Huge bleeding in Turkish press
The Turkish Journalists Association (TGC) issued a statement recently, expressing its wish that the “state of emergency in the media be lifted.”
“The climate of fear over the freedom of press and expression is continuing,” the statement said, adding that especially after the Gezi Park incidents, layoffs from media jobs had accelerated.
If the biggest media organization in the country is mentioning a state of emergency in the media and is also stating that freedom of the press is being rolled back with each passing year, then there is a situation to pay attention to.
When we review the impact of the Gezi Park resistance on the media, we see that the government has significantly strengthened its support base in the press.
The first dimension of the government reinforcing is apparent in the ownership structure. For example, after the Saving Deposits Insurance Fund (TMSF) seized a media group that stood on an independent media line (Karamehmet), a series of staff replacements changed its editorial direction. Layoffs in pro-government media outlets are the second dimension of the issue. The TGC stated that “at least 100” journalists have been forced to quit.
There is also a critical aspect that goes unmentioned. When the question is layoffs, the public mostly pays attention to famous journalists and well-known columnists, whereas there is a group that is much bigger in numbers whose names the public do not know.
Journalists in this group are from all layers of the profession. There are editors-in-chief, news directors, editors, Ankara representatives, supplement editors, interviewers and readers’ representatives among them. As in any similar cutting wave, there are also numerous reporters, including those abroad. Also in the visual media, every level from anchorman to reporter is affected by this wave.
Also, it is wrong to consider that this issue is limited to those who have lost their jobs recently. The wave that hit the press in the summer of 2013 is actually a huge one, but one has to review the picture together with the situation of journalists and columnists who lost their jobs stage by stage before that, especially during the past three or four years.
The saddest part of the issue is that a huge pool of talent is being wasted. Those who had to quit their jobs were generally veteran journalists. The majority of them have dedicated their entire lives to journalism; numerous colleagues of ours are today unemployed. Except for a limited number, most of them are facing financial difficulties. It is a huge loss for the country to waste such a human capital in the press.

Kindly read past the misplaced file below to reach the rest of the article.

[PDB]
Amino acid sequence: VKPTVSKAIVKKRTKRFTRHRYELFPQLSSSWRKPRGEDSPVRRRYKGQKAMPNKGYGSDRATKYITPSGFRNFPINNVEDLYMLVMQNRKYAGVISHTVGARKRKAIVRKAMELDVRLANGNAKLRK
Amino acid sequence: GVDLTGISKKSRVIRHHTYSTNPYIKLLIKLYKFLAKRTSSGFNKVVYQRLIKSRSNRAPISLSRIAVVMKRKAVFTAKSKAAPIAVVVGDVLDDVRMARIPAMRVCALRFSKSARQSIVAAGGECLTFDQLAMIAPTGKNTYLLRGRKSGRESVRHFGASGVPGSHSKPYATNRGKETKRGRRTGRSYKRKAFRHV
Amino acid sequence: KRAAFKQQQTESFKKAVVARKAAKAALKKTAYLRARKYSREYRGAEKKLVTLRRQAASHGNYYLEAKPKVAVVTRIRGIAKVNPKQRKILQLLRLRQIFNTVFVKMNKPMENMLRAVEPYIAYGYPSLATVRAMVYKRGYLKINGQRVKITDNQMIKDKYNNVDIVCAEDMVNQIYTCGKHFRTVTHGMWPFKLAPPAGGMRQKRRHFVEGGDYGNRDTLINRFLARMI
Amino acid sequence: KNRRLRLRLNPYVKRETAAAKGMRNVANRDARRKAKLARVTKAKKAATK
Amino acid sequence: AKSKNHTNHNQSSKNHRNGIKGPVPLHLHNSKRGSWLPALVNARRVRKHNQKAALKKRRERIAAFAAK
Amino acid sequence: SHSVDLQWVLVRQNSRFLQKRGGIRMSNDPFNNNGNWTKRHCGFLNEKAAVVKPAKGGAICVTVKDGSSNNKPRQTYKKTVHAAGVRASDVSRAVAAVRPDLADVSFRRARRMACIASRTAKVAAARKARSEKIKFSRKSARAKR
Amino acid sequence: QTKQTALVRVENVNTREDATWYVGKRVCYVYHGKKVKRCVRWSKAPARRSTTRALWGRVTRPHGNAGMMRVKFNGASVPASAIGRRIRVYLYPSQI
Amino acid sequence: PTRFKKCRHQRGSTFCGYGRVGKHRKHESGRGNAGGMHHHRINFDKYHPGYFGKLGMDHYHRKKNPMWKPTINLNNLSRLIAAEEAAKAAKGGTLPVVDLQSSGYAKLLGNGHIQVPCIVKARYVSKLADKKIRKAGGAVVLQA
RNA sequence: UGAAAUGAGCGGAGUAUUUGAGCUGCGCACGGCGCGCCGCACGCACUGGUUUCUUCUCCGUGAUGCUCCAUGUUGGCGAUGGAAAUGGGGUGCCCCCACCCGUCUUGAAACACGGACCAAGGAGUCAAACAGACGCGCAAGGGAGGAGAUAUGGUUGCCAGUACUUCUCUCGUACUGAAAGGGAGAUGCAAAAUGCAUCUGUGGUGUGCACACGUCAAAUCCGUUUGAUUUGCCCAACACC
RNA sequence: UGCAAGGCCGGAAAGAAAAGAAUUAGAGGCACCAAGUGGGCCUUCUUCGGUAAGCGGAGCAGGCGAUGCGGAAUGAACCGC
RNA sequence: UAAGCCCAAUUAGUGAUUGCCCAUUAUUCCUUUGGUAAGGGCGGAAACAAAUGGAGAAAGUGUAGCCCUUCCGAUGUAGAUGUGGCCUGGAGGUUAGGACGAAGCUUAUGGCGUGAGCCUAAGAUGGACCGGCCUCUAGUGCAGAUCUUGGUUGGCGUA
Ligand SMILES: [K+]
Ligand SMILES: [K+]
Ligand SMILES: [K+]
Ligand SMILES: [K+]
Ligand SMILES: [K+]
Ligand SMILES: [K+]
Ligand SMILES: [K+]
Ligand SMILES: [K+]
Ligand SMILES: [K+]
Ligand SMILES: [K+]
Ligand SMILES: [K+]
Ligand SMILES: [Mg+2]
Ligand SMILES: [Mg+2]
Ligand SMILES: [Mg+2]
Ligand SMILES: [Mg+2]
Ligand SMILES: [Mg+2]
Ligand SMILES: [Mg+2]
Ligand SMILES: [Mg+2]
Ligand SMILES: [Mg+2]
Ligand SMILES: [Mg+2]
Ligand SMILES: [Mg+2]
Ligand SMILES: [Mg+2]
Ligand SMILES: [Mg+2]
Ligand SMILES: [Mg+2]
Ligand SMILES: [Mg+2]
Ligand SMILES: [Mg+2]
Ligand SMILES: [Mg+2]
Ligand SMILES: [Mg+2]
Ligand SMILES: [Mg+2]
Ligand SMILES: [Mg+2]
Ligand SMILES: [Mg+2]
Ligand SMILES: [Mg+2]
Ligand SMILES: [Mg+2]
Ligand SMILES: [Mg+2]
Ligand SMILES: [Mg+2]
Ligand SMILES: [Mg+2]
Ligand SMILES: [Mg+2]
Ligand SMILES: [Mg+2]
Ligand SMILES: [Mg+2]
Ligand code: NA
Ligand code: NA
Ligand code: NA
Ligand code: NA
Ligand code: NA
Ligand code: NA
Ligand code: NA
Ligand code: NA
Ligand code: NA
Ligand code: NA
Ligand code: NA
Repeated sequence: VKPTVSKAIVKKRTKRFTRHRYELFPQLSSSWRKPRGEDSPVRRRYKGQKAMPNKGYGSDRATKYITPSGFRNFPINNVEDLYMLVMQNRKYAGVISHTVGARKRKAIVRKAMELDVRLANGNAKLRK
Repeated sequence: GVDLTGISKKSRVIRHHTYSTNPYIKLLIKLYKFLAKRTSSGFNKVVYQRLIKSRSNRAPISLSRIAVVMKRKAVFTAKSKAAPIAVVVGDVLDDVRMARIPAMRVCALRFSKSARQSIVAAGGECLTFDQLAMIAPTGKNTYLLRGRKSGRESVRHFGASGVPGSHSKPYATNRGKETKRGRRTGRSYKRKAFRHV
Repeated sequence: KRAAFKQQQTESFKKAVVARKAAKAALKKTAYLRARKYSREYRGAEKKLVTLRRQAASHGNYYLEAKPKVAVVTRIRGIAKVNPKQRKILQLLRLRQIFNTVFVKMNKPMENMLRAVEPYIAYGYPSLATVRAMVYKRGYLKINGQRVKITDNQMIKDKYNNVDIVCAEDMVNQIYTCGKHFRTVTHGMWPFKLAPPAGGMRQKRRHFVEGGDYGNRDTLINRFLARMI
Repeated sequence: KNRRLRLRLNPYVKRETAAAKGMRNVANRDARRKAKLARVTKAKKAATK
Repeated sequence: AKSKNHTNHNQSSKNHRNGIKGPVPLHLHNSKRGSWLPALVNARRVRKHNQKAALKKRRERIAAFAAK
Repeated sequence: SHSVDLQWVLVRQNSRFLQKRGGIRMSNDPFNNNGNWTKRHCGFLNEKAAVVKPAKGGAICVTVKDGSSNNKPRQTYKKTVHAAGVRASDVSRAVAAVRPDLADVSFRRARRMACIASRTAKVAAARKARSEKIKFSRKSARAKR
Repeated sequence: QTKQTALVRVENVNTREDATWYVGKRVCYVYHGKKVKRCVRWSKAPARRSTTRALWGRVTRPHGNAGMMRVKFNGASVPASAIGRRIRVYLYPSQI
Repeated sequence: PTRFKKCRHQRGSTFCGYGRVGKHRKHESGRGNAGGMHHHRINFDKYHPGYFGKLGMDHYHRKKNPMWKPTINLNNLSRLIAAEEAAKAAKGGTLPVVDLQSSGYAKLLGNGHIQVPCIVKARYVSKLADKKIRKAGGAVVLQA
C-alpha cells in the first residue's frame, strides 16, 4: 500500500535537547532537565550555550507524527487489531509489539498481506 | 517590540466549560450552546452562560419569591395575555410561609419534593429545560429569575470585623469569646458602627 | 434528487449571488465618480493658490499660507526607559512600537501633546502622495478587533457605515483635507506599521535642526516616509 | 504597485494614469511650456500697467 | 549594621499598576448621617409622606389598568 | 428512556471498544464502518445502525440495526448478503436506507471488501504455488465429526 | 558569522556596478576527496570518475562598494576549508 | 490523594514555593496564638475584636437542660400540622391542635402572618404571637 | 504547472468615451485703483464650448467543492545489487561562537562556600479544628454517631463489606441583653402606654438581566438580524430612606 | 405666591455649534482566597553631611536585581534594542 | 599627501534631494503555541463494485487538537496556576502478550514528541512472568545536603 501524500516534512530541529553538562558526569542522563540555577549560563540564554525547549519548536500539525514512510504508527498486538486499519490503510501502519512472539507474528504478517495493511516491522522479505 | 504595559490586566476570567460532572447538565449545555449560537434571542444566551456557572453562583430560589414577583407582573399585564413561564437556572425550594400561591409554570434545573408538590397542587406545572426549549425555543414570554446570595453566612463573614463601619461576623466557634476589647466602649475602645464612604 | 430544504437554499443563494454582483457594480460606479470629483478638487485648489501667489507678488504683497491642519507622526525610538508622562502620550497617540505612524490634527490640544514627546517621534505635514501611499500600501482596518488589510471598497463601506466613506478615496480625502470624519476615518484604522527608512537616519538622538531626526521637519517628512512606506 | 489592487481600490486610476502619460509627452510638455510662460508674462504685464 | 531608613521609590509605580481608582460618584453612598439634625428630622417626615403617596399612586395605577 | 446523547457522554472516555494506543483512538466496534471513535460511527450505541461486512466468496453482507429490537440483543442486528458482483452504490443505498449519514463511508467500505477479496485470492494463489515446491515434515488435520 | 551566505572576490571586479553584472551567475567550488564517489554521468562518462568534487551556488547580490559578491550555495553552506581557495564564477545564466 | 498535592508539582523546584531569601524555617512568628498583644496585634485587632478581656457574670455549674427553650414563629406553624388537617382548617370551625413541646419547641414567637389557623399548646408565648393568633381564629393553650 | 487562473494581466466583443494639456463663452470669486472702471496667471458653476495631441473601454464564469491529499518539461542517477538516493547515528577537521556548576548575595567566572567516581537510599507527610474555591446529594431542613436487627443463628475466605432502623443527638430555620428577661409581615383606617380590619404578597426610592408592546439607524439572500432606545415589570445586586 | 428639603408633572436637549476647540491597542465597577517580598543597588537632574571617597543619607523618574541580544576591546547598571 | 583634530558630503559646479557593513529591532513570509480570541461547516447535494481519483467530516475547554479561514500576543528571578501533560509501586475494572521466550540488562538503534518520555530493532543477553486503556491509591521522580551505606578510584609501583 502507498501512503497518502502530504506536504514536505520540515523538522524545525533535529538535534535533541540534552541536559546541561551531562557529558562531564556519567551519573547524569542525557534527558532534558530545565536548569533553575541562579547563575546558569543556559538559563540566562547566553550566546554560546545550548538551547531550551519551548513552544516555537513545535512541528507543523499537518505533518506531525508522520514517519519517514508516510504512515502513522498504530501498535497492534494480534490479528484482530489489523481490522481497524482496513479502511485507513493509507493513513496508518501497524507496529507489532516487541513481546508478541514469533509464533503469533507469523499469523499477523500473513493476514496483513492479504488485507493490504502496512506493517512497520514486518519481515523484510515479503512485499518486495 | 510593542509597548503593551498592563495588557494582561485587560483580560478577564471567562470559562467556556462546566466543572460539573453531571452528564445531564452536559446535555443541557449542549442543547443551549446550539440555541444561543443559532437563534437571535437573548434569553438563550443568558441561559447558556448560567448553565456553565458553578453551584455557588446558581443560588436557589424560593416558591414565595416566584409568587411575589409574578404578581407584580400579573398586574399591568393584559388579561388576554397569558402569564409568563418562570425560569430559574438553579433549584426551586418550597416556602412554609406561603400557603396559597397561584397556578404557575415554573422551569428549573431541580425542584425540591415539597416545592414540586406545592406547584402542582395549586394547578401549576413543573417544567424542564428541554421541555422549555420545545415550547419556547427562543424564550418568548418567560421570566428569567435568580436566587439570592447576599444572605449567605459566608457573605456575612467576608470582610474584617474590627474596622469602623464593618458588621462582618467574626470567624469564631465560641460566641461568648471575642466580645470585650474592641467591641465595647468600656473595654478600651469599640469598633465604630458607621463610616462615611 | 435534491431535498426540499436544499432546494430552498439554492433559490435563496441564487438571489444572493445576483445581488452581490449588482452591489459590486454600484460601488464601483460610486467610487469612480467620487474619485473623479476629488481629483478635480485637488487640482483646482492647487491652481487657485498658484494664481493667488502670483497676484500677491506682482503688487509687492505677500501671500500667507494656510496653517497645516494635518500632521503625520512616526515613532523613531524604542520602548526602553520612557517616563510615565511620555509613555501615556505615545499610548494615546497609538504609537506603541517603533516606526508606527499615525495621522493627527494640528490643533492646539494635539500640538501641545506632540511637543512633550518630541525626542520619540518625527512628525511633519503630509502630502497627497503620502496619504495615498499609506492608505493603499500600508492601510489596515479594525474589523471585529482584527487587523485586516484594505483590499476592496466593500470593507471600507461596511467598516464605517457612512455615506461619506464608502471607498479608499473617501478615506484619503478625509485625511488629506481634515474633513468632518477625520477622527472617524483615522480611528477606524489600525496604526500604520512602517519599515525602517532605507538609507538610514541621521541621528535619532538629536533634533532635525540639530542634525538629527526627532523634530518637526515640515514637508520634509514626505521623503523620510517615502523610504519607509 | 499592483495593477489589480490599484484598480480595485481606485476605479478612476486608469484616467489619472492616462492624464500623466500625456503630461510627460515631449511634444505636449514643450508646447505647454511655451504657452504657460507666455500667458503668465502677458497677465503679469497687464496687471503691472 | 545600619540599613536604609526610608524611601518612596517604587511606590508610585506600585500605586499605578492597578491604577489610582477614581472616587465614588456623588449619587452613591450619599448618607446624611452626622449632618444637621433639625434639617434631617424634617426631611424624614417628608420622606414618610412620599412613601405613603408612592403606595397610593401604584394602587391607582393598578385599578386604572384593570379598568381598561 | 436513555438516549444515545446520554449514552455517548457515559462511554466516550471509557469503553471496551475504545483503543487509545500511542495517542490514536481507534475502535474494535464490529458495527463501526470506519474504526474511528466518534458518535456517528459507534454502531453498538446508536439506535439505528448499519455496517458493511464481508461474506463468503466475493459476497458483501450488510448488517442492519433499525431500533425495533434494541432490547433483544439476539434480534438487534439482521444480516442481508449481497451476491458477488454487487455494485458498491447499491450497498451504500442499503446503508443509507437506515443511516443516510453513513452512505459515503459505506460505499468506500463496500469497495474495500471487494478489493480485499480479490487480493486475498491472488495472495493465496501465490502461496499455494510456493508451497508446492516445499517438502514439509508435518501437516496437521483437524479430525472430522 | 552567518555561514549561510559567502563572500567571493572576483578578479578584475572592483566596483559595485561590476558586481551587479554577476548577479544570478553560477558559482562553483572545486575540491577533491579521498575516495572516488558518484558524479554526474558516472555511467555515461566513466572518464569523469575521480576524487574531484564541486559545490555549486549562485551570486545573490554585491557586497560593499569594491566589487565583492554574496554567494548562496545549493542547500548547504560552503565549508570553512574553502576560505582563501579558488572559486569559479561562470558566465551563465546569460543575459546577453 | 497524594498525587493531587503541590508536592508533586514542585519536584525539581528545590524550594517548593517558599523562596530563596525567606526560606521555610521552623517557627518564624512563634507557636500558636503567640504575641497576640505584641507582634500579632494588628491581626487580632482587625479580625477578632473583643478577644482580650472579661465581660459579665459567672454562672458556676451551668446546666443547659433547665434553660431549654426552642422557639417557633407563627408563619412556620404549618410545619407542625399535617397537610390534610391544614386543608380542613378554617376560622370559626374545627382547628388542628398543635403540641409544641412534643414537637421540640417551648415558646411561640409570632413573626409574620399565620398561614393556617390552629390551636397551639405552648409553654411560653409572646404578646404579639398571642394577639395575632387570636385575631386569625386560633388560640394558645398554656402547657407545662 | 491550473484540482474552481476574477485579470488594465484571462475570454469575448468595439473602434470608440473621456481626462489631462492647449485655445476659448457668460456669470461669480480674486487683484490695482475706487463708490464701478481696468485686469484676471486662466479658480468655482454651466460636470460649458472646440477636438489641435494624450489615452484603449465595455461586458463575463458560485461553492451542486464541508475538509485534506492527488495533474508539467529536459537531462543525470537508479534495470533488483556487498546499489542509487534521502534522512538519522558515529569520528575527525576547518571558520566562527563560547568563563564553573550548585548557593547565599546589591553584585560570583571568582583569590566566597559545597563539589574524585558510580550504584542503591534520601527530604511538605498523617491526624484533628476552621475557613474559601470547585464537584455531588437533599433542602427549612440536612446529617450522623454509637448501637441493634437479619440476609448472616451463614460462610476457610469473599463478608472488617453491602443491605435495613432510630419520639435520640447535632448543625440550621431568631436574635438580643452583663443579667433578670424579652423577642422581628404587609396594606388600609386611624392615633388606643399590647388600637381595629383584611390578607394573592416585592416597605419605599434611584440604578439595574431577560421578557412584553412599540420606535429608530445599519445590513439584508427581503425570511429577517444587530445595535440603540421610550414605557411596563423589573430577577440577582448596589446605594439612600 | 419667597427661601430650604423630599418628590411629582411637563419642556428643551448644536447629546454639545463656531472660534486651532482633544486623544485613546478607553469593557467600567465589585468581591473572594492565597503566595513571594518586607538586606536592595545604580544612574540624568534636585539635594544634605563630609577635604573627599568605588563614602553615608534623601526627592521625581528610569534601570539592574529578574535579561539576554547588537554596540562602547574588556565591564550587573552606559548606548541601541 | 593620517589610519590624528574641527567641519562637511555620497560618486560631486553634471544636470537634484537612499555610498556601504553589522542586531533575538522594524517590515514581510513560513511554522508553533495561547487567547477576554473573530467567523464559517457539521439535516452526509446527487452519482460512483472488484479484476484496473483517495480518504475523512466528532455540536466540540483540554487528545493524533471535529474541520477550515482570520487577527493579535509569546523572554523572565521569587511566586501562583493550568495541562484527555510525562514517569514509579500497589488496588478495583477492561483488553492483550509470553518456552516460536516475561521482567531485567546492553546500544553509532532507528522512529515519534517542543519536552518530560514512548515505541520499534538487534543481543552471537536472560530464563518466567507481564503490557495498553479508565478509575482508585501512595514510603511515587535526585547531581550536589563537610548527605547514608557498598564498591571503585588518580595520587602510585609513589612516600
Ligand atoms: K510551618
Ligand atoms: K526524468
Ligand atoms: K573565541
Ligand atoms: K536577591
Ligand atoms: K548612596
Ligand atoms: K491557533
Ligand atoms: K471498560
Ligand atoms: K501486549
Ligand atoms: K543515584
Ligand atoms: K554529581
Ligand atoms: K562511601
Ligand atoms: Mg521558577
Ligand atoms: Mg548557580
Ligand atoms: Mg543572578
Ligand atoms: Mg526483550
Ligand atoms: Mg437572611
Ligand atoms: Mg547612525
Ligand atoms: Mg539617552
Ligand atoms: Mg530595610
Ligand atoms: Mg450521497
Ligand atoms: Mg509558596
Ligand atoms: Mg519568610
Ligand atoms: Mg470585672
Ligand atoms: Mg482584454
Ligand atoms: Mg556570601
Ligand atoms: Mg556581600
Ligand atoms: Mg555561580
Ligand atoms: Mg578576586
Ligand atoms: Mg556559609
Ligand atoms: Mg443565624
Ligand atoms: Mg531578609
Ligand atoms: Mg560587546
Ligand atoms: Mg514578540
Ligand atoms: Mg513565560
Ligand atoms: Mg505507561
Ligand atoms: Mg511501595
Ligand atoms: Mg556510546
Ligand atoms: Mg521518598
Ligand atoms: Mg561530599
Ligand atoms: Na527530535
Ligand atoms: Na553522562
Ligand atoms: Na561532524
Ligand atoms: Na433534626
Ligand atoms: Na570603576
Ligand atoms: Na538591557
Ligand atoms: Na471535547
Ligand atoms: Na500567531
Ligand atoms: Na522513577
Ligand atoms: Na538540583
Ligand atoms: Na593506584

What do all these things mean? We see that a considerable portion of our colleagues who have lost their jobs either oppose the government or are distanced from the government. However, a portion does not even have a “distance.” They are only not “from that side.”
The stance of the government circles, the one that cites that all of these things that are happening have nothing to do with them, no doubt, has a credibility problem. We are all witnessing that at least they have no discomfort whatsoever because of this situation unfolding right in front of their eyes, the one that the entire world is also watching.
Likewise, the repetition of Prime Minister Recep Tayyip Erdoğan insistently that “the press in Turkey is freer than it has ever been,” when it stands side by side with these developments looks, well, weird.
Such a widespread politically related cleanup in the press is a first. Probably, in no period in the history of the republic have so many columnists been eliminated. This should probably set a record for the Justice and Development Party (AK Party) era.
One of the significant outcomes of the Gezi Park resistance is the new meaning the “penguin” concept has gained in Turkish, apart from defining a bird species at the South Pole. However, the situation attributed to a portion of the press with this definition did not emerge overnight; it was shaped after a long process that was also the result of serious government practices. And in that process, a wide portion of the public has opted to remain as a bystander before these practices.
At the stage we have reached today, again, while such a huge loss of blood is being experienced in the press, the section that complains of penguins the most is watching what is happening from afar. That means that the problem is not a penguin issue only. There is also an ostrich issue.
Sedat Ergin is a columnist for daily Hürriyet in which this piece was published on Sept 7. It was translated into English by the Daily News staff.